On load refers to courses taught during the Summer Term which are part of a faculty members' normal assigned teaching load. These courses are included with the Fall/Winter terms in order to accurately reflect faculty workload.
ST. BONIFACE STUDENTS
Universitaire de Saint-Boniface (USB) is one of the founding colleges of the University of Manitoba. In 2011, the Collège Universitaire de Saint-Boniface (CUSB) changed its name to Université de Saint-Boniface (USB). USB students are included in term headcounts only when taking courses at the University of Manitoba main campus.
Pre-Master’s students possess a bachelor’s degree but are required to enter a program of study to bring their academic qualifications up to the requirements for the Master’s program. Students are normally counted as graduate students.
Graduate students are those admitted under the Faculty of Graduate Studies. Graduate students are considered to be full-time. Students can request part-time status by declaring either full-time employment or medical, family or other circumstances that make it impractical to study full-time.
Occasional students are those wishing to take graduate courses for their own interest or professional development, without applying the courses toward an advanced degree. Under special circumstances, an occasional student may apply for permission to have these courses applied to a graduate program.
Joint Master’s Program (JMP) Students
Established in 1976, the Joint Master’s Program between the University of Manitoba and the University of Winnipeg serves to share resources for graduate work at the Master’s level. Currently the program includes the disciplines of History, Public Administration, Religion, and Peace and Conflict Studies. Tables in the IS Book use the workload figures unless specifically noted otherwise.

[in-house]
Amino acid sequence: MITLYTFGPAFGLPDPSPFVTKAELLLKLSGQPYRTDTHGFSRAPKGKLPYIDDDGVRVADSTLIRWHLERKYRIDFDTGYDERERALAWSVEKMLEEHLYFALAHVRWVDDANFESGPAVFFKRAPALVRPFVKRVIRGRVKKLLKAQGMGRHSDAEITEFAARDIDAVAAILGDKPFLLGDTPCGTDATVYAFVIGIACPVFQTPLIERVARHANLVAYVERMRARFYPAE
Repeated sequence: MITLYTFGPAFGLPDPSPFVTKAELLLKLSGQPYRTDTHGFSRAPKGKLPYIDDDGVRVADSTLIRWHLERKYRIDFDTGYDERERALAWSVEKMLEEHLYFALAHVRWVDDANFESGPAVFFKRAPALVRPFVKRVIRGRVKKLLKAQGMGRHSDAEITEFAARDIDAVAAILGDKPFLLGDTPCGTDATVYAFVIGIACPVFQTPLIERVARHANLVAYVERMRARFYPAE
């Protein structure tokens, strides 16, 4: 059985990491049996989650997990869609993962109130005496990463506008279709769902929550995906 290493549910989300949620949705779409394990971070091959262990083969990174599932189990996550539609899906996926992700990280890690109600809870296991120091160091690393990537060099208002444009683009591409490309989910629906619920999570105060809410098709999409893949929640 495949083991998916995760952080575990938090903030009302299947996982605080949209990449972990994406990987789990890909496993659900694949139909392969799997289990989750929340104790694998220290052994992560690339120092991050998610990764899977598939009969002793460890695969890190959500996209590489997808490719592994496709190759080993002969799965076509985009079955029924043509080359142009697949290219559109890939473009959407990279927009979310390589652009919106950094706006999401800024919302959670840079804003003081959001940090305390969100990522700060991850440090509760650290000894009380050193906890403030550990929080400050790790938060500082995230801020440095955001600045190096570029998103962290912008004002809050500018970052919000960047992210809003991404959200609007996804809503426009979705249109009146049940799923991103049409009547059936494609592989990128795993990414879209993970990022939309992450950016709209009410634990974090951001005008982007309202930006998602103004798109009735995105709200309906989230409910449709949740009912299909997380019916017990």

Post-Graduate Medical Education (PGME) students are physicians who have finished their undergraduate medical degree who are registered in clinical residency programs with the College of Medicine. The number of students in this program varies through the year. The number of students active at November 1st is the number reported in the tables.
Standard students are an alternative means of calculating Full-Time Equivalent (FTE) students. Other jurisdictions may use the term “full course equivalent” students.
To determine the undergraduate standard student population in any faculty, the total credit hours taken by students registered in that faculty’s courses are divided by the average program credit hour load for that faculty (average value weighted by full-time enrolment in all years of undergraduate programs).
To determine graduate standard students apply the following formulae:
Master’s students in either of their first two registrations as Master’s students count one (1) each.
Master’s students in their third registration as Master’s students count one-third (1/3) each.
Master’s students who have registered for four or more years are not counted.
Ph.D. students in any of their first four registrations as Ph.D. students count one (1) each.
Ph.D. students in their fifth registration as Ph.D. students count one-half (1/2) each.
Ph.D. students who have registered for six or more years are not counted.
These measures of graduate standard students refer to columns A – D, respectively, on the ‘Graduate Standard Students’ table.
Level of Instruction, found in the ‘Undergraduate and Graduate Standard Students by Level of Instruction (Fall and Winter Terms)’ and ‘Undergraduate Standard Students by Level of Instruction (Summer Term)’ tables is determined as follows:
Level I Courses numbered 0900-1999
Level II Courses numbered 2000-2999
Level III Courses numbered 3000-3999
Level IV1 Courses numbered 4000-5999
Level V Not Applicable
Level VI Master’s Students
Level VII Ph.D. Students
Faculty of Education
Level I Courses numbered 0900-1999
Level II Courses numbered 2000-2999
Level III Courses numbered 3000-3999